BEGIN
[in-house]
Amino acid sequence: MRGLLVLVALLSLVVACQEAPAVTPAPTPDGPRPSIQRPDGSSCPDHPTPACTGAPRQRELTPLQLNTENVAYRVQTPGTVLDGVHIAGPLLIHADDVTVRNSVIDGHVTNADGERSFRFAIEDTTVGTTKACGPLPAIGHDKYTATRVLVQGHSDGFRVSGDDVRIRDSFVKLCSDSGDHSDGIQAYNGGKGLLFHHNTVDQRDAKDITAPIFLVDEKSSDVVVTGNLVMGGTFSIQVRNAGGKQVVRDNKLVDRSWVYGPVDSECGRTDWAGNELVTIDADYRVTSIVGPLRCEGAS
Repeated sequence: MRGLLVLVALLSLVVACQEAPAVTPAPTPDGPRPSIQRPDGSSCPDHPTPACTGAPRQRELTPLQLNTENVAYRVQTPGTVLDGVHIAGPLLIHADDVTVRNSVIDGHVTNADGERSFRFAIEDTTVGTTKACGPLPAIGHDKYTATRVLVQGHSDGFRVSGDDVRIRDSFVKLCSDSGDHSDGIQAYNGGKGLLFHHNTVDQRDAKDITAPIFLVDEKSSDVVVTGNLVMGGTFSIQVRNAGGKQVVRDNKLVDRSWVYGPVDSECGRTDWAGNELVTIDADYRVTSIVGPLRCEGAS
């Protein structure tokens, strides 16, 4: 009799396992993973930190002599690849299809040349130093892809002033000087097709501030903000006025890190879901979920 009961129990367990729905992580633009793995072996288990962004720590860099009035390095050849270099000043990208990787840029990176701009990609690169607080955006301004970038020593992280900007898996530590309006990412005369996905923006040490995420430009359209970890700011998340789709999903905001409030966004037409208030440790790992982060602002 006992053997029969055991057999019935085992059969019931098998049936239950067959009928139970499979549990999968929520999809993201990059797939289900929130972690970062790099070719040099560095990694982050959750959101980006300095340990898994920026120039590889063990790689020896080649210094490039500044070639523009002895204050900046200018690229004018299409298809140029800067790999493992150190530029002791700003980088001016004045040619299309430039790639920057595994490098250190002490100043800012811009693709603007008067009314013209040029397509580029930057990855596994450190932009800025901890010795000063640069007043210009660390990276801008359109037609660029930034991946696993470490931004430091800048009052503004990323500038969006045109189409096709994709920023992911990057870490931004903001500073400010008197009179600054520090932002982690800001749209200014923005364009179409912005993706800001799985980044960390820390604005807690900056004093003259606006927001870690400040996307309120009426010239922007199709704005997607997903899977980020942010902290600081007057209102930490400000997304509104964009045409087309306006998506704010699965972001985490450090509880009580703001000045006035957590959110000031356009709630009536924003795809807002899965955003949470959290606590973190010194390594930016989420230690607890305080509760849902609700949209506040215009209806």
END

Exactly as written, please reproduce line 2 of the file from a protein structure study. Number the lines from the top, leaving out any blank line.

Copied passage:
Amino acid sequence: MRGLLVLVALLSLVVACQEAPAVTPAPTPDGPRPSIQRPDGSSCPDHPTPACTGAPRQRELTPLQLNTENVAYRVQTPGTVLDGVHIAGPLLIHADDVTVRNSVIDGHVTNADGERSFRFAIEDTTVGTTKACGPLPAIGHDKYTATRVLVQGHSDGFRVSGDDVRIRDSFVKLCSDSGDHSDGIQAYNGGKGLLFHHNTVDQRDAKDITAPIFLVDEKSSDVVVTGNLVMGGTFSIQVRNAGGKQVVRDNKLVDRSWVYGPVDSECGRTDWAGNELVTIDADYRVTSIVGPLRCEGAS